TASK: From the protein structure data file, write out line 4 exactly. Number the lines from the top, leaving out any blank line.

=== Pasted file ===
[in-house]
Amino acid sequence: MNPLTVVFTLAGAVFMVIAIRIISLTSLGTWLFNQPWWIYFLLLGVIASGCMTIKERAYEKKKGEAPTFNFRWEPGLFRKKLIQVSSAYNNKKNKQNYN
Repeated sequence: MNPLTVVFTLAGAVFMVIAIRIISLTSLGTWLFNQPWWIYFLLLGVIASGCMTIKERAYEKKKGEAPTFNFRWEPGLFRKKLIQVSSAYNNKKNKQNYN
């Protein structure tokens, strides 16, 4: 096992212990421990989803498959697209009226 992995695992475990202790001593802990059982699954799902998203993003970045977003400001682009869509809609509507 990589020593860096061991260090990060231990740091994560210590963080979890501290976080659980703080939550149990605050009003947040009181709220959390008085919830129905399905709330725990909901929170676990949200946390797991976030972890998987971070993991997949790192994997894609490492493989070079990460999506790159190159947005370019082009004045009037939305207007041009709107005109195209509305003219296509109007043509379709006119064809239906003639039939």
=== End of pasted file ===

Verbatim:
């Protein structure tokens, strides 16, 4: 096992212990421990989803498959697209009226 992995695992475990202790001593802990059982699954799902998203993003970045977003400001682009869509809609509507 990589020593860096061991260090990060231990740091994560210590963080979890501290976080659980703080939550149990605050009003947040009181709220959390008085919830129905399905709330725990909901929170676990949200946390797991976030972890998987971070993991997949790192994997894609490492493989070079990460999506790159190159947005370019082009004045009037939305207007041009709107005109195209509305003219296509109007043509379709006119064809239906003639039939």